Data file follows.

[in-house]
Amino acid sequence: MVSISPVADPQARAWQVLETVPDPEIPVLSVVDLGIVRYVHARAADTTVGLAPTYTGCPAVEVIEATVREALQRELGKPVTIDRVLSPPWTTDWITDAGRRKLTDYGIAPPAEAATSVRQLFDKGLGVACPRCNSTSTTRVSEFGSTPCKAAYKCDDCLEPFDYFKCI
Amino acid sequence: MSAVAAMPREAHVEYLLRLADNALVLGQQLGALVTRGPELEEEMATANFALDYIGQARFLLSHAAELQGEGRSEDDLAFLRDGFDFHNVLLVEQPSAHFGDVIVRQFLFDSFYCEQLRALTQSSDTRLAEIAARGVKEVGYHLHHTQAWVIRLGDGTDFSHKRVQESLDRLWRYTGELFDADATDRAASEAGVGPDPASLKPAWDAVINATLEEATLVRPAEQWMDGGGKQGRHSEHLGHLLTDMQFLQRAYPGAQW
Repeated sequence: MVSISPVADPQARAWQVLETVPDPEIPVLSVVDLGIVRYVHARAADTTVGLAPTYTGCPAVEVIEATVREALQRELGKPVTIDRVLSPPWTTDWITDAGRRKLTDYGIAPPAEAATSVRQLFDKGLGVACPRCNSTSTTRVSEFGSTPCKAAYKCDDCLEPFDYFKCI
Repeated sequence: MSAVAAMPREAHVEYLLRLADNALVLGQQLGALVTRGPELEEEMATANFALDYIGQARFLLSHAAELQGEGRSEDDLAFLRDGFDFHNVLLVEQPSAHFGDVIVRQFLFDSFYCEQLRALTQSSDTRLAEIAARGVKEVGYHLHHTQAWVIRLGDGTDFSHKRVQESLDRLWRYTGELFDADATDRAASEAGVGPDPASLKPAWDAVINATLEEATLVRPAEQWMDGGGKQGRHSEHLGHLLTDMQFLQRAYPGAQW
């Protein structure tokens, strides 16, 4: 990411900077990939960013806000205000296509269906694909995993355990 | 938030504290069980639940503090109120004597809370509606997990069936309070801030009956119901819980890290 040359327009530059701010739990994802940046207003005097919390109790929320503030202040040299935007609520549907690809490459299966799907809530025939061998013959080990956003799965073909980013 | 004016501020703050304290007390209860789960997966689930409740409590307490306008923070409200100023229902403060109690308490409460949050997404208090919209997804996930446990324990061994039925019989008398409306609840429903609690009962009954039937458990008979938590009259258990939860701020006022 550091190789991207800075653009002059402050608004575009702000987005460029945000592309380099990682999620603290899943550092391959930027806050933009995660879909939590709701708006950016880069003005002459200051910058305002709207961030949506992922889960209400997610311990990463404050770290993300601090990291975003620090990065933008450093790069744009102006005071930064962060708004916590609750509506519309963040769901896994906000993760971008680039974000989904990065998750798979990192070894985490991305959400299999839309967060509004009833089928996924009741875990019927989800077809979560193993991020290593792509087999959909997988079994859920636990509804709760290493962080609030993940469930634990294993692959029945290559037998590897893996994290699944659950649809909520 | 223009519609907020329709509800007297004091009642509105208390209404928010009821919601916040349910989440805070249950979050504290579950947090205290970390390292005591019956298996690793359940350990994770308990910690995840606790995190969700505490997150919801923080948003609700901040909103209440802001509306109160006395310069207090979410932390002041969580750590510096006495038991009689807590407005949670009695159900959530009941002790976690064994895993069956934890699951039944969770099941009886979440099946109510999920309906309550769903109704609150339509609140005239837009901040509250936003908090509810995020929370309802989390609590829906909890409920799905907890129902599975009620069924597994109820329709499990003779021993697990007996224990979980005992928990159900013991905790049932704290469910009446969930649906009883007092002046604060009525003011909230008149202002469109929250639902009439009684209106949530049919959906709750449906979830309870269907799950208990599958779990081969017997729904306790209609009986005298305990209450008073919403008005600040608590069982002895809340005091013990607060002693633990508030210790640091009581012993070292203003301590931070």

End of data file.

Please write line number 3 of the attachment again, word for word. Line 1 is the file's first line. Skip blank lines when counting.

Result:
Amino acid sequence: MSAVAAMPREAHVEYLLRLADNALVLGQQLGALVTRGPELEEEMATANFALDYIGQARFLLSHAAELQGEGRSEDDLAFLRDGFDFHNVLLVEQPSAHFGDVIVRQFLFDSFYCEQLRALTQSSDTRLAEIAARGVKEVGYHLHHTQAWVIRLGDGTDFSHKRVQESLDRLWRYTGELFDADATDRAASEAGVGPDPASLKPAWDAVINATLEEATLVRPAEQWMDGGGKQGRHSEHLGHLLTDMQFLQRAYPGAQW